By Emily G. Peters “You can’t be everywhere, but your logo can.” This is the slogan of Imprintability, a printing and promotional products business founded by owner Jennifer Stone in 2005. It’s the kind of brand-forward thinking that’s allowed Stone to transform her lone-wolf operation into a successful business.
Story and photos by Emily G. Peters Pasadena is home to many reputable restaurants, several of which can claim to be the first, the most popular, even the most highly rated in their niche. But that doesn’t necessarily make them the best. For our money, few can match the delicious things they’re serving up in the kitchen at Fresh Thai. Wedged in a tiny strip mall on Foothill Boulevard, this restaurant-in-miniature only possesses four tables, all with a view of the parking lot.
It’s summer in Los Angeles. It’s hot—insanely hot. And call us crazy, but it’s times like these where a kilt starts to look like a mighty desirable fashion choice. Luckily for us, Off Kilter Kilts (OKK) in Pasadena is here to help. This boutique kilt shop is the new(er) kid on the block, popping up as Pasadena’s first retail kilt store in September 2015. It was founded by J.T. Centonze, a long-time kilt-wearer who had a personal reason for creating the business.
Muck Rack makes it simple to find people, tweets, or articles that mention any name, keyword, company, hashtag etc. We've compiled this guide to help you make the most of your search.
Selecting a term
Start searching tweets, articles from media outlets, articles mentioned in tweets, journalists'
names, titles and bios with some suggested searches:
Companies or Topics (e.g. iPhone, Microsoft)
Phrases (e.g. "cloud computing") — use quotes to keep the terms together
Twitter handles (e.g. @username) — returns those who have mentioned or replied to
Names (e.g. "David Pogue")
Hashtags (e.g. #sxsw, #london2012)
Bio details (e.g. vegan, Olympics, father)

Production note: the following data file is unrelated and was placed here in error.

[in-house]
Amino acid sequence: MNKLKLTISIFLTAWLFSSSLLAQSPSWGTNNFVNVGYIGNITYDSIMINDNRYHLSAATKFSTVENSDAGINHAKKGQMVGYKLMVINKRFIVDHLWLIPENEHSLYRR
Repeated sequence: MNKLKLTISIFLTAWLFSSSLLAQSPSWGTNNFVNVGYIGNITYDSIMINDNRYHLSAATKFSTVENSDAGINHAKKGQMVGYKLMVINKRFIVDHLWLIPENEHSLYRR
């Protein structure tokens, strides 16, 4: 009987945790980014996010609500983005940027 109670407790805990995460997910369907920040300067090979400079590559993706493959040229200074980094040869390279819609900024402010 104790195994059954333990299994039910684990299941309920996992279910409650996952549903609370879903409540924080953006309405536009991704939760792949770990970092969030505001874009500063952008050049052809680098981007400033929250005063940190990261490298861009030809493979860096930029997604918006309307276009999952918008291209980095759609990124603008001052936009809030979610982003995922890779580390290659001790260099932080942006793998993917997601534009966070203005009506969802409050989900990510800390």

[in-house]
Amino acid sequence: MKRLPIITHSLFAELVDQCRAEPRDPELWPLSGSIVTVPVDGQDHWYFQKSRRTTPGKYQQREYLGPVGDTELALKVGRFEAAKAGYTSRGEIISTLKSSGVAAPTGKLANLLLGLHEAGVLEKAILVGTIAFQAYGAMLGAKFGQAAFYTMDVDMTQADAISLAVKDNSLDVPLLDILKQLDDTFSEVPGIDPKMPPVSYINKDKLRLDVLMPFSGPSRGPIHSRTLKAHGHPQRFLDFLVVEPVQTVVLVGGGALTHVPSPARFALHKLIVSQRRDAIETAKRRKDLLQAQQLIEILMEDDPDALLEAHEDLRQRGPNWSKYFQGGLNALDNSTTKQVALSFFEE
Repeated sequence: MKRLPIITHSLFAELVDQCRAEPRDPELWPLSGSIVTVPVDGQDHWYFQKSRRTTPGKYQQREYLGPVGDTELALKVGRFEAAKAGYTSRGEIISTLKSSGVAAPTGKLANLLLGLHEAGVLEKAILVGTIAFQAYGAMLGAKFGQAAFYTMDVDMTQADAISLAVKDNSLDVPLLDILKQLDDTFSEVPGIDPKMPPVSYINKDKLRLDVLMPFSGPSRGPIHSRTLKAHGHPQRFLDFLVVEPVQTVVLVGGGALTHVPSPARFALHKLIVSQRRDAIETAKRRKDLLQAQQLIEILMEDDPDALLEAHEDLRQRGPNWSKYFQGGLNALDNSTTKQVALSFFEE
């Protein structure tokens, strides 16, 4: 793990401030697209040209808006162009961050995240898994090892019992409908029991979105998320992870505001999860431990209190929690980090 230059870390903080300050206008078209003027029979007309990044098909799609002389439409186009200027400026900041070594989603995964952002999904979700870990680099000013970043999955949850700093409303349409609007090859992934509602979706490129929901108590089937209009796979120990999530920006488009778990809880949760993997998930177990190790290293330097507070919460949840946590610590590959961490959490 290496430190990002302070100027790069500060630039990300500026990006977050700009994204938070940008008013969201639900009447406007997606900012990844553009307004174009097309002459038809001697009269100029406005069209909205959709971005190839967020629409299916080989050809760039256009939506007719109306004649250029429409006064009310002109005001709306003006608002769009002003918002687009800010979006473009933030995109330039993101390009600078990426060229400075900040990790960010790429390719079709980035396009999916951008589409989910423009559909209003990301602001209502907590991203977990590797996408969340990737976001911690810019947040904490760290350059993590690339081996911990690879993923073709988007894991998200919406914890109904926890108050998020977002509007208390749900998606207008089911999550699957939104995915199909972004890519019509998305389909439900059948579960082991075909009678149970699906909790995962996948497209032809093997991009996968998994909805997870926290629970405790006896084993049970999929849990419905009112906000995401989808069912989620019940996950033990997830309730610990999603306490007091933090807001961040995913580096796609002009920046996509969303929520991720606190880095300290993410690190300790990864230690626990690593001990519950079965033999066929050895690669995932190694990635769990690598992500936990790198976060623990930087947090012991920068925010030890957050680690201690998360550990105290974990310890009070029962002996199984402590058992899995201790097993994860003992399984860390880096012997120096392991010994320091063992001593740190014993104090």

Muck Rack's Advanced Search allows for many boolean operators.
Find results that mention multiple specified terms, use AND or
+. For example, ensure each result contains both Elon Musk and Mark Zuckerberg by
searching Obama AND Romney or Obama + Romney.
Use the operators OR or , to broaden your search when you'd like either of
multiple terms to appear in results. (This is the default behavior of our search when no operators
are used.) For example, search for democrat OR republican to find results that refer to
Democrats and/or Republicans.
Use NOT or - to subtract results from your search. For
example, searching Disney will yield results about the Walt Disney Company as well as Walt Disney
World Resort. To exclude mentions of Disney World, search for Disney -World or Disney
When using one of these operators with a phrase, enclose it in quotation marks. For example, you can
find results about smartphones excluding Apple's iPhone 4S by searching smartphone -"iPhone
Exact case matching or punctuation
If you're searching for a brand name or keyword that relies on specific punctuation marks or capitalization, you can
find results that match your exact query by adding matchcase: before the keyword you're searching for, like matchcase:E*TRADE .
Use parentheses to separate multiple
boolean phrases. For example, to find journalists talking about having fun in Disney World or
Disneyland, search for ("disney world" OR disneyland) AND fun.
An asterisk can be used to search for any variation of a root word truncated by the asterisk. For example, searching for admin* will return results for administrator, administration, administer, administered, etc.
A near operator is an AND operator where you can control the distance between the words. You can vary the distance the near operation uses by adding a forward slash and number (between 0-99) such as strawberries NEAR/10 "whipped cream", which means the strawberries must exist within 10 words of "whipped cream".